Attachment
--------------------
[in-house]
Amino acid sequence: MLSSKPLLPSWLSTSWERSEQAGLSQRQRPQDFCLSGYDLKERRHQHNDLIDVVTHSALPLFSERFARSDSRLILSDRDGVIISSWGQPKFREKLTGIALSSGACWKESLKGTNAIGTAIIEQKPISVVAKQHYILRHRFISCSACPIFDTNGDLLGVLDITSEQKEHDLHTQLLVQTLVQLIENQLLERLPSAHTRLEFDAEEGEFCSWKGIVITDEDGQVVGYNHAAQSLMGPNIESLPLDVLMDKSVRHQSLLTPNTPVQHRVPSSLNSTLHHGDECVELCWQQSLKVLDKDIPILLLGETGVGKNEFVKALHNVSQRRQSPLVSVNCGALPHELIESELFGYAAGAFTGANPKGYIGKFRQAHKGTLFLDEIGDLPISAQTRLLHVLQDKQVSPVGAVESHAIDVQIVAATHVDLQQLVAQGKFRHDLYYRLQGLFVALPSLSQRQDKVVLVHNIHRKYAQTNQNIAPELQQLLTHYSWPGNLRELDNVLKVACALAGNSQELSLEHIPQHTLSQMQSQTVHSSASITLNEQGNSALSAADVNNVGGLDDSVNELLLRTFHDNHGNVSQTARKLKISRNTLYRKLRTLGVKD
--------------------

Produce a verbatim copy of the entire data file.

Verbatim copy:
[in-house]
Amino acid sequence: MLSSKPLLPSWLSTSWERSEQAGLSQRQRPQDFCLSGYDLKERRHQHNDLIDVVTHSALPLFSERFARSDSRLILSDRDGVIISSWGQPKFREKLTGIALSSGACWKESLKGTNAIGTAIIEQKPISVVAKQHYILRHRFISCSACPIFDTNGDLLGVLDITSEQKEHDLHTQLLVQTLVQLIENQLLERLPSAHTRLEFDAEEGEFCSWKGIVITDEDGQVVGYNHAAQSLMGPNIESLPLDVLMDKSVRHQSLLTPNTPVQHRVPSSLNSTLHHGDECVELCWQQSLKVLDKDIPILLLGETGVGKNEFVKALHNVSQRRQSPLVSVNCGALPHELIESELFGYAAGAFTGANPKGYIGKFRQAHKGTLFLDEIGDLPISAQTRLLHVLQDKQVSPVGAVESHAIDVQIVAATHVDLQQLVAQGKFRHDLYYRLQGLFVALPSLSQRQDKVVLVHNIHRKYAQTNQNIAPELQQLLTHYSWPGNLRELDNVLKVACALAGNSQELSLEHIPQHTLSQMQSQTVHSSASITLNEQGNSALSAADVNNVGGLDDSVNELLLRTFHDNHGNVSQTARKLKISRNTLYRKLRTLGVKD